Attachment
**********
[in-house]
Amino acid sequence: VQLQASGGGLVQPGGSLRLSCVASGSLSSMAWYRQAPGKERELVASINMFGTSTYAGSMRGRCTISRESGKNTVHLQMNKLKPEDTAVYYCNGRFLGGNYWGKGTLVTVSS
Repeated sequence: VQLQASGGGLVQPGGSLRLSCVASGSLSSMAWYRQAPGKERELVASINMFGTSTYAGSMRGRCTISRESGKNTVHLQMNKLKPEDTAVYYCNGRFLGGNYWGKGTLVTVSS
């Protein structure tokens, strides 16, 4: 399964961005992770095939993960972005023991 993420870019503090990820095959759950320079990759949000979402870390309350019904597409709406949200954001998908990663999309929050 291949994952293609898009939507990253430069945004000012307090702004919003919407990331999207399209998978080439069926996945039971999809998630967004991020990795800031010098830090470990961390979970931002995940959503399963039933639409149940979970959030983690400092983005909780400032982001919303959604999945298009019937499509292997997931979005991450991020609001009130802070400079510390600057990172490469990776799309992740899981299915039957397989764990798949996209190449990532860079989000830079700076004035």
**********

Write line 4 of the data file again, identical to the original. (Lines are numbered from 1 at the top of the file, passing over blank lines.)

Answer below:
């Protein structure tokens, strides 16, 4: 399964961005992770095939993960972005023991 993420870019503090990820095959759950320079990759949000979402870390309350019904597409709406949200954001998908990663999309929050 291949994952293609898009939507990253430069945004000012307090702004919003919407990331999207399209998978080439069926996945039971999809998630967004991020990795800031010098830090470990961390979970931002995940959503399963039933639409149940979970959030983690400092983005909780400032982001919303959604999945298009019937499509292997997931979005991450991020609001009130802070400079510390600057990172490469990776799309992740899981299915039957397989764990798949996209190449990532860079989000830079700076004035």